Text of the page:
16 February 1980
Ipswich Town 2 (Burley,
Wark) Chester 1 (Jones)
FA Cup 5th Round
Ipswich Town: Cooper,
Burley, Mills, Thijssen, Osman, Butcher, Wark, Muhren,
Gates, Brazil, Woods. Sub Beattie.
Chester: Millington, Jeffries, Walker,
Storton, Cottam, Oakes, Sutcliffe, Jones, Rush, Phillips,
Howat. Sub Burns.
Ipswich Town pay their first
ever visit to Chester for today’s FA Cup fixture.
The only previous meeting between the two sides took
place in the FA Cup Fifth
Round at Portman Road in the 1979/80 season. On that
occasion Ipswich were unbeaten in twelve games and flying
high in the old Division One while Chester were mid-table
in Division Three and making only their third appearance
in the last 16.
Ipswich, widely tipped to reach Wembley for the second
time in three seasons, were managed by Bobby Robson and
included familiar names like England internationals Mick
Mills and Terry Butcher but their shining lights were
Dutch masters Frans Thijssen and Arnold Muhren part of
the new wave of foreign internationals in English football.
Chester, led by player-manager Alan
Oakes, had reached the Fifth Round after victories over
Workington, Barnsley, Newcastle United and Millwall
and were heavily reliant on the goals of teenage sensation
Ian Rush who had scored 12 goals in his previous 18
games. The youngster, who was being closely tracked
by Manchester City and Liverpool, lined up without his
regular striking partner Peter Henderson giving a rare
opportunity for Ian Howat, another product of Cliff
Sear’s youth team.
Chester started the game confidently and took a surprise
lead in the ninth minute when a hopeful punt upfield
by central defender John Cottam was met by Brynley Jones.
The Welsh midfielder, one of the smallest players on
the pitch, managed to evade the marking of the giant
Ipswich defenders and sent a looping header over keeper
Paul Cooper much to the delight of the large Chester
following behind the goal. For thirty minutes a first
ever appearance in the sixth round looked on the cards
as flying winger Peter Sutcliffe and young Rush caused
problems in the Ipswich defence but gradually the home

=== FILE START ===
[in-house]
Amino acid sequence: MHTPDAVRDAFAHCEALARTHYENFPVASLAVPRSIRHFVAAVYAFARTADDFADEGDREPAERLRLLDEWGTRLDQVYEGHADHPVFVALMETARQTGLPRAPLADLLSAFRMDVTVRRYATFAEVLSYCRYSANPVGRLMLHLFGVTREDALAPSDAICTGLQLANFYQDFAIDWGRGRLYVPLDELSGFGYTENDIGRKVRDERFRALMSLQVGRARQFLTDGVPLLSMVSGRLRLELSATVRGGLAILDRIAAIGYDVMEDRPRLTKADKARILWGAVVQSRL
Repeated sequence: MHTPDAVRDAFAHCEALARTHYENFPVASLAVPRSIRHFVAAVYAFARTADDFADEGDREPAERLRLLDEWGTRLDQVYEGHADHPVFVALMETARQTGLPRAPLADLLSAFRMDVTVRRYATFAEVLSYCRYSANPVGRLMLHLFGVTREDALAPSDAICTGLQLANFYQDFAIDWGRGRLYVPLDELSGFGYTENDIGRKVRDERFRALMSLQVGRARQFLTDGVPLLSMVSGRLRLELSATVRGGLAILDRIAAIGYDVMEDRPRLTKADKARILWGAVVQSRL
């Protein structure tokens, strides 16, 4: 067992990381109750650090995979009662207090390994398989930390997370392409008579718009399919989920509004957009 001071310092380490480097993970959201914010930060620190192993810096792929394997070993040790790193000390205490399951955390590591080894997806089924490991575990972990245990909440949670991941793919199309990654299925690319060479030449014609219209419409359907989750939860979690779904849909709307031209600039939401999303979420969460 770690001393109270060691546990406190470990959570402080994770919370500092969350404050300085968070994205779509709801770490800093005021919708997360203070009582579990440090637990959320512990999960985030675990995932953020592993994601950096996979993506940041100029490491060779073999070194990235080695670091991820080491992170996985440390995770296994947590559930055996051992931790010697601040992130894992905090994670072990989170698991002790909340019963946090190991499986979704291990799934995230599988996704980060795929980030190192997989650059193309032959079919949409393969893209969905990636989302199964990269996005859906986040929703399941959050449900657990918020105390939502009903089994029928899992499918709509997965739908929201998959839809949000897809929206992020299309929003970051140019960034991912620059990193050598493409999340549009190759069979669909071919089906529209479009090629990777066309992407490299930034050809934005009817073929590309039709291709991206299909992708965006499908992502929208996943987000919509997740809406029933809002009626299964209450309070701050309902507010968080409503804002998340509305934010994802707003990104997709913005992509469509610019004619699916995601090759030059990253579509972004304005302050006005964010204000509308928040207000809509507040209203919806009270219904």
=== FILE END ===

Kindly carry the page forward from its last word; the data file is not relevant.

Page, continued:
side got a grip on the game and in-form keeper Grenville
Millington had to be on his toes to deny Eric Gates after
a poor back pass from Oakes.
With half time approaching Chester
were dealt a cruel psychological blow when Ipswich turned
the tie on its head with two goals in three minutes.
First of all full-back George Burley dived to head home
a Thijssen cross. Then, in the 44th minute, Burley centred
for Gates who laid the ball back for John Wark and the
Scottish international volleyed in from close range.
Brynley Jones opens the
scoring for Chester.
Evening Leader special
The second half failed to produce
the excitement of the first forty-five minutes as Ipswich
controlled the game without ever looking like they would
run away with the game. The Dutchmen, Muhren and Thijssen,
gave masterful performances in midfield and showed why
they were so highly rated while Jones and Ronnie Phillips
battled admirably for Chester. With seven minutes to
go Howat had the chance to set up a replay at Sealand
Road but he shot into the side netting while Millington
had to be alert to block Alan Brazil’s stinging
drive in the closing stages.
After the game Bobby Robson was
full of praise for the Chester performance admitting
that he had been worried after his side had conceded
the early goal and suggesting that their brave display
had deserved a replay. However a more realistic Alan
Oakes recognised that Ipswich were the better side and
just about deserved the narrow victory. Nevertheless
it had been a gritty performance and Ipswich had been
given some nervous moments and forced to work hard for
their place in the last eight.
Team picture from the front
cover of the Chester Chronicle special supplement.
Back: Cliff Sear (assistant manager), David Burns, John
Cottam, Ian Howat, Grenville Millington, Trevor Storton,
Paul Raynor, Jim Walker, Vince Pritchard (trainer).
Front: Peter Sutcliffe, Peter Henderson, Ron Phillips,
Alan Oakes (player-manager), Ian Rush, Brynley Jones,
Sumner [Published 6/1/07]